We care, advocate for and champion the safety of all the players in the game we love.

OUR SERIOUSLY INJURED PLAYERS.

The mana of our Seriously Injured Players is what drives the Foundation and our partners to provide unequivocal lifetime support.

Since our establishment in 1986 we have partnered with more than 112 seriously injured players, half of whom were injured prior to the ground-breaking All-Player Insurance Policy being established in 1998 -and we continue to support three seriously injured players since 1974 – prior to ACC even being established

Their stories fuel our passion to understand their needs and strive for their continued well-being.

We have a duty of care to all seriously injured players and are committed to working in partnership with them for the duration of their lives. No matter what their need or where their journeys may take them, we are there.


On 30 March 1999, while playing in a preseason friendly match between my high school and another Invercargill high school, I dislocated my neck between cervical vertebrae 4 and 5; this left me completely paralysed below the neck.

It was the last game of the season, the fittest I had ever been when I suffered a Spinal Injury in the scrum whilst playing for the Kaikorai R F C Senior team.  The day Otago beat Australia – 5thAugust, 1972. 

2009 was going to our year. Bryce had secured his first teaching job since returning from the UK, we had just brought our first home in Te Kauwhata and I was 38 weeks pregnant with our first baby.

On 12 August 1973 I broke my neck playing for Waihi Athletic Club in Waihi. I became a tetraplegic with a break level at C5/6 making me paralyzed from just above the nipple line and partly in my arms and hands.

They talked me into joining so I switched from Soccer back to Rugby and trained for three months. I had just started working at the local freezing works when on March the 16th 1980, I broke my neck whilst playing a trials match, at Johnson’s Park in Fielding.

On June 11 2011 Cody sustained a C6 ASIA B Spinal cord injury whilst playing for his Shirley Boys High rugby side. He recieved anterior fusion and bone grafting to stabilise his neck and rehabilitated at the Burwood Spinal Unit for a six month period.

In 1999 my life went down a different path than I had in mind, when, as an 18 year old first year Otago Uni student, I ended up putting my head in the wrong place in a scrum during a game of club footy.

Dayna already received art and music lessons as a child. Later, at boarding school, he chose Art as one of his examination subjects. In April 2000, at the age of 27, he broke his neck while playing rugby.

At the age of 18, I was young, strong and fit; my goal in life was to play professional rugby for New Zealand but on a Saturday afternoon in 1995 that dream came to a crashing halt when I fractured my neck in a rugby game. My injury is C4/5 incomplete and it changed my life in a split second.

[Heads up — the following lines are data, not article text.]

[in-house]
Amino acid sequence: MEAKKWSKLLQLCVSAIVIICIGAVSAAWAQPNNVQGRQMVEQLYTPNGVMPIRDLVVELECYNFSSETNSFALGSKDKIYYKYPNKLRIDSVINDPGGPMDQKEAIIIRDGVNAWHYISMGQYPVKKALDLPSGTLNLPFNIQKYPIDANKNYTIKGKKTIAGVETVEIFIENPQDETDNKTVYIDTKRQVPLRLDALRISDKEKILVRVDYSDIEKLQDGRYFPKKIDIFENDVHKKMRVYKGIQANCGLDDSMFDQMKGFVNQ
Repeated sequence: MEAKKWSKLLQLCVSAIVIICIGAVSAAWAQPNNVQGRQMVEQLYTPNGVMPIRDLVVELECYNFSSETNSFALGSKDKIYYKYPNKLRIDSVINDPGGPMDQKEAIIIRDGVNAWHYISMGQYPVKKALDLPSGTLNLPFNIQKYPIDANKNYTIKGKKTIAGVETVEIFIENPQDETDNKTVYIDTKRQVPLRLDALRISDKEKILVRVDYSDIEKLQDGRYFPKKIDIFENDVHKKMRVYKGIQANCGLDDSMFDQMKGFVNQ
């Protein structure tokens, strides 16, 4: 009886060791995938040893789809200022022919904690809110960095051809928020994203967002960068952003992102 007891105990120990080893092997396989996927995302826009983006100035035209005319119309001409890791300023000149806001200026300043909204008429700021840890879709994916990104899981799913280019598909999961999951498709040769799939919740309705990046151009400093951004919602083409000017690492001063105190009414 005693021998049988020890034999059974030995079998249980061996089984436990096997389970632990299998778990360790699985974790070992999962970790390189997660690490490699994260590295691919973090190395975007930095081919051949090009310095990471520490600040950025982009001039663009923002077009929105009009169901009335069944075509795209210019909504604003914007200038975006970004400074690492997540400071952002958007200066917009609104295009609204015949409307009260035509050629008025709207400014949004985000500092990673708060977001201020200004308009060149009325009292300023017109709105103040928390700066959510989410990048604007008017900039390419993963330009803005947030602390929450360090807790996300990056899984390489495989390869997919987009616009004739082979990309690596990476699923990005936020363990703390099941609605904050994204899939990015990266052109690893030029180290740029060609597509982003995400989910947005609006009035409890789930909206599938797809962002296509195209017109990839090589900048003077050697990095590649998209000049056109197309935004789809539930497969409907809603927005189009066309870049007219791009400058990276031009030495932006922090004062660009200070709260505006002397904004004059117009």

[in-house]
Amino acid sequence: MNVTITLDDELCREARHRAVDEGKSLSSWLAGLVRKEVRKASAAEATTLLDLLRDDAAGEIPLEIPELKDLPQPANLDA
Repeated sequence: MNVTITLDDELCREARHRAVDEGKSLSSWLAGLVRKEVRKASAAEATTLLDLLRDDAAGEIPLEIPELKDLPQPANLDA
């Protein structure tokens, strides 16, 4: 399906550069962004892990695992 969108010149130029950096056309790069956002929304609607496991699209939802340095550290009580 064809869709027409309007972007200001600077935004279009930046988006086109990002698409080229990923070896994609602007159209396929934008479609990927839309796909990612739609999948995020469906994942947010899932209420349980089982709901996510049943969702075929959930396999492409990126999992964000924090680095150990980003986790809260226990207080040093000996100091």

Hi.  My name is Geoff Cochrane and I’m now a C5/C6 tetraplegic as a result of a collapsed scrum in a game held in Taumarunui in April 1983.

My accident happened at school in 1977. I was 15½ and it was an inter-house game, not even an inter-school game - some of those games were fiercer than the inter-school games.

My injury has left me with little movement in my left side, unable to walk and short term memory loss. I have Care Givers 24/7 who attend to me and give me excellent care. I have not lost my long term memory or my sense of humour but naturally I do get frustrated and depressed at times as I would like to see more of my four children.

The best way to keep your mind and body happy is to keep busy, after spending 4 months on bed rest this year I decided to write a book to keep focused. Its finished but Im not sure what to do with it although if its never read at least it gave me a focus and filled in the blank time.

Kendall Akhurst was 23 years old playing for his Avalon club rugby side when his injury occurred. He was tackled and rolled forward as his neck twisted resulting in an incomplete fracture at C5/6.

My hobbies are rugby, painting, and fishing which I can still participate in, with the adaptation of an electric fishing reel, I also enjoy the odd game of Crib, Euchre or Backgammon on the computer. 

I believe I have been a responsible consumer but I believe I can do better as I have dreams, I want to work and achieve many goals as there is much to learn and time to give. Readers, I cannot achieve these aims without your help!

 The NZ Rugby Foundation have been instrumental in getting my life back on track since a rugby accident that left me paralysed in 2007 in Dunedin. I basically didn’t have my head in the right position and it ended up making front on contact with the attacking players hip. The result was C7 tetraplegia.